Wednesday, November 19, 2008

West Downtown and The Fourth Ward


And the walking tour of Albuquerque continued as we left our unexpected tour of the Kimo Theatre, and walked west along Central towards the Fourth Ward neighborhood, which is situated between Downtown and Old Town.

The El Rey theater is on the western edge of Downtown. This is a live performance space that caters mainly to the over-21 crowd. I have not been there in a while, but I have seen such acts as The Cowboy Junkies, The Indigo Girls, Bayou Seco, and Los Lobos there.
I also helped organize a fundraiser for the New Mexico Greens there, and learned the intricacies of running a theater that serves alcohol.

West of downtown Albuquerque, there is a park at Central and 8th, that serves as the beginning of the Fourth Ward. This area, also developed by Huning, features the graceful mansions of the up-and-coming Albuqueque upper crust circa the late 19th and early 20th century. Here is one, now a law office, with the look of an antebellum southern plantation house.

In the park itself, just off of 8th Street between Central and Copper, stands the most amazing Valley Cottonwood.
One branch makes a near loop, and the old tree is gnarled and yet green and growing.
The students rested beneath it, speculating on how the branches were so bent. Then it on through the Fourth Ward.

Here is the home of one of Albuquerque's German settlers, done good.

Built in the late 1800's, the house features high ceilings, and a large single room on the second floor, the better to catch the summer evening breeze in the days before air conditioning. On the curb in front is a set of carriage steps, the better to alight from the buggy with long skirts.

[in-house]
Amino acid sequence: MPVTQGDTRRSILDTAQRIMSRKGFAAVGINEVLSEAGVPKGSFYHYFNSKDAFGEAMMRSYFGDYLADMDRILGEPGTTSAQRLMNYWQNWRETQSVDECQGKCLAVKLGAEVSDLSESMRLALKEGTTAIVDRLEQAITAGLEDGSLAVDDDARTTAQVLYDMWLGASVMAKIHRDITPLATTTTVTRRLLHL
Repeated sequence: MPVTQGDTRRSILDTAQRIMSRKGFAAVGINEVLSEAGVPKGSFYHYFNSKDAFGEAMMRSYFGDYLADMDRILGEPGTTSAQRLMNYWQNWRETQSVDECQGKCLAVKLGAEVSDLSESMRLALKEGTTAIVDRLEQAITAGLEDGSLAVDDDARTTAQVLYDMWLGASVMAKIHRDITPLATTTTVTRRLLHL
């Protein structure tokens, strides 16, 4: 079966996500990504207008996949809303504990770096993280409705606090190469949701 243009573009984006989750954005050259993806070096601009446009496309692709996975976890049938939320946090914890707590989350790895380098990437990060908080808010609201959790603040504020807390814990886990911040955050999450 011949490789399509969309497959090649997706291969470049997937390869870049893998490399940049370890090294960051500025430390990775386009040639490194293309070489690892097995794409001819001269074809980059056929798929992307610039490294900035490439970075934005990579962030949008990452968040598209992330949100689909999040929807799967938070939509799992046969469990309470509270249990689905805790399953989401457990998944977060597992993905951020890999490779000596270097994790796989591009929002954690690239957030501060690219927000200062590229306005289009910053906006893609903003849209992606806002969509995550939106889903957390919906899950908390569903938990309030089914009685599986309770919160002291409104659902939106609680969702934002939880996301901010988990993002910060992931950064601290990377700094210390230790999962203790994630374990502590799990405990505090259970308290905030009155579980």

Near 12th and Central is the location of the old Huning Castle. Built by the railroad tycoon and developer, it was build with a round turret and other features of a medieval castle, but it also had all the modern conveniences of the Gilded Age.

It has been converted into the Huning Castle condominiums, and very little of the original structure remains.

Albuquerque was also the destination of "health seekers," people with 'the consumption' (TB) who came for the clean, dry desert air at altitude. The Fourth Ward has many "TB houses" with the four-sided second floor room featuring nearly floor-to-ceiling windows on all sides, that served as a sleeping porch room for the sick one.

Presbyterian Hospital (just east of the Huning-Highland neighborhood) was founded as a TB hospital, and the original building was featured in the film Infinity, about the early career of Richard Feynman, whose first wife died of TB in Albuquerque during his time at Los Alamos.

Next week: Old Town and San Felipe.


Annette Laing said...

It's interesting that so many quirky American towns have a history as health spas. I hasn't realized that Albuqerque was one of them. I recently spend a weekend visiting friends in Asheville, NC, which was a capital of quack medicine in the 1920s (the greatest era of quackery.) The architecture and the vibe were quite unlike anywhere else I have been in the South.

Amie said...

Interesting mix of architecture. The "TB" houses are very interesting.

I've always heard that people with TB were told to go live in dry air, but I've never heard if it really made a difference.